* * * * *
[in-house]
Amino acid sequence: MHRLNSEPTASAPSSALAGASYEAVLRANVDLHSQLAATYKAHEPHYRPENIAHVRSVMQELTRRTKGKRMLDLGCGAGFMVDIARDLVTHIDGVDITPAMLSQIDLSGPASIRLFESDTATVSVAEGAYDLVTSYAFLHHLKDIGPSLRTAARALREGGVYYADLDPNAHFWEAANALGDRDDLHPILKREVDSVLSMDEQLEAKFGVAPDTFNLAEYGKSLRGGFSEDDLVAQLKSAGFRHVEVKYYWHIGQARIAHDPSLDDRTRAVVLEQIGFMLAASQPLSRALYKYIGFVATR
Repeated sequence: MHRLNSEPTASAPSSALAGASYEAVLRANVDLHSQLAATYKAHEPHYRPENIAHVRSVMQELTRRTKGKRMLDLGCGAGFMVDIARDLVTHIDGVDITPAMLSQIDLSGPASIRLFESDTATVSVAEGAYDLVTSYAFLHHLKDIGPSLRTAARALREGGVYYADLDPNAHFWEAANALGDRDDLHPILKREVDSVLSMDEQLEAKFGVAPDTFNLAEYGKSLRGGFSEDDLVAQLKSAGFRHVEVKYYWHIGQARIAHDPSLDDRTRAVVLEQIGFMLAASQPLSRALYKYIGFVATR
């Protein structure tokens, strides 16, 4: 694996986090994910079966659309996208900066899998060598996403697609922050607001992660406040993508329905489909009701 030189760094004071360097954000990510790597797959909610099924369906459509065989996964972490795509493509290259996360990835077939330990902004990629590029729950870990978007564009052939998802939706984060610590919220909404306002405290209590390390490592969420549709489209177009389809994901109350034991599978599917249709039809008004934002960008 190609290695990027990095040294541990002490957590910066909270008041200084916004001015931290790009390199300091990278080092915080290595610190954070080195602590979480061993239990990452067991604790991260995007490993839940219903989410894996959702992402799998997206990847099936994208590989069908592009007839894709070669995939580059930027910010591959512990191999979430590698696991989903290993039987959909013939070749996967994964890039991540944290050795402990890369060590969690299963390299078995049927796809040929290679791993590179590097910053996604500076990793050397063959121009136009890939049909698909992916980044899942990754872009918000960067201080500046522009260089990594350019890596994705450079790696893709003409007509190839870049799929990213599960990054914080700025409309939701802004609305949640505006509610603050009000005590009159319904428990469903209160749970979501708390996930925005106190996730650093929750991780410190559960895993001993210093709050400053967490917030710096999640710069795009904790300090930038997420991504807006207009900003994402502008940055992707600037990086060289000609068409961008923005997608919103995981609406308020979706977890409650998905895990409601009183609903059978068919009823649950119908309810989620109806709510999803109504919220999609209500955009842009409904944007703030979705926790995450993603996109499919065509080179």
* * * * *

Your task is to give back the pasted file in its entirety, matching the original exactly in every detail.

[in-house]
Amino acid sequence: MHRLNSEPTASAPSSALAGASYEAVLRANVDLHSQLAATYKAHEPHYRPENIAHVRSVMQELTRRTKGKRMLDLGCGAGFMVDIARDLVTHIDGVDITPAMLSQIDLSGPASIRLFESDTATVSVAEGAYDLVTSYAFLHHLKDIGPSLRTAARALREGGVYYADLDPNAHFWEAANALGDRDDLHPILKREVDSVLSMDEQLEAKFGVAPDTFNLAEYGKSLRGGFSEDDLVAQLKSAGFRHVEVKYYWHIGQARIAHDPSLDDRTRAVVLEQIGFMLAASQPLSRALYKYIGFVATR
Repeated sequence: MHRLNSEPTASAPSSALAGASYEAVLRANVDLHSQLAATYKAHEPHYRPENIAHVRSVMQELTRRTKGKRMLDLGCGAGFMVDIARDLVTHIDGVDITPAMLSQIDLSGPASIRLFESDTATVSVAEGAYDLVTSYAFLHHLKDIGPSLRTAARALREGGVYYADLDPNAHFWEAANALGDRDDLHPILKREVDSVLSMDEQLEAKFGVAPDTFNLAEYGKSLRGGFSEDDLVAQLKSAGFRHVEVKYYWHIGQARIAHDPSLDDRTRAVVLEQIGFMLAASQPLSRALYKYIGFVATR
């Protein structure tokens, strides 16, 4: 694996986090994910079966659309996208900066899998060598996403697609922050607001992660406040993508329905489909009701 030189760094004071360097954000990510790597797959909610099924369906459509065989996964972490795509493509290259996360990835077939330990902004990629590029729950870990978007564009052939998802939706984060610590919220909404306002405290209590390390490592969420549709489209177009389809994901109350034991599978599917249709039809008004934002960008 190609290695990027990095040294541990002490957590910066909270008041200084916004001015931290790009390199300091990278080092915080290595610190954070080195602590979480061993239990990452067991604790991260995007490993839940219903989410894996959702992402799998997206990847099936994208590989069908592009007839894709070669995939580059930027910010591959512990191999979430590698696991989903290993039987959909013939070749996967994964890039991540944290050795402990890369060590969690299963390299078995049927796809040929290679791993590179590097910053996604500076990793050397063959121009136009890939049909698909992916980044899942990754872009918000960067201080500046522009260089990594350019890596994705450079790696893709003409007509190839870049799929990213599960990054914080700025409309939701802004609305949640505006509610603050009000005590009159319904428990469903209160749970979501708390996930925005106190996730650093929750991780410190559960895993001993210093709050400053967490917030710096999640710069795009904790300090930038997420991504807006207009900003994402502008940055992707600037990086060289000609068409961008923005997608919103995981609406308020979706977890409650998905895990409601009183609903059978068919009823649950119908309810989620109806709510999803109504919220999609209500955009842009409904944007703030979705926790995450993603996109499919065509080179």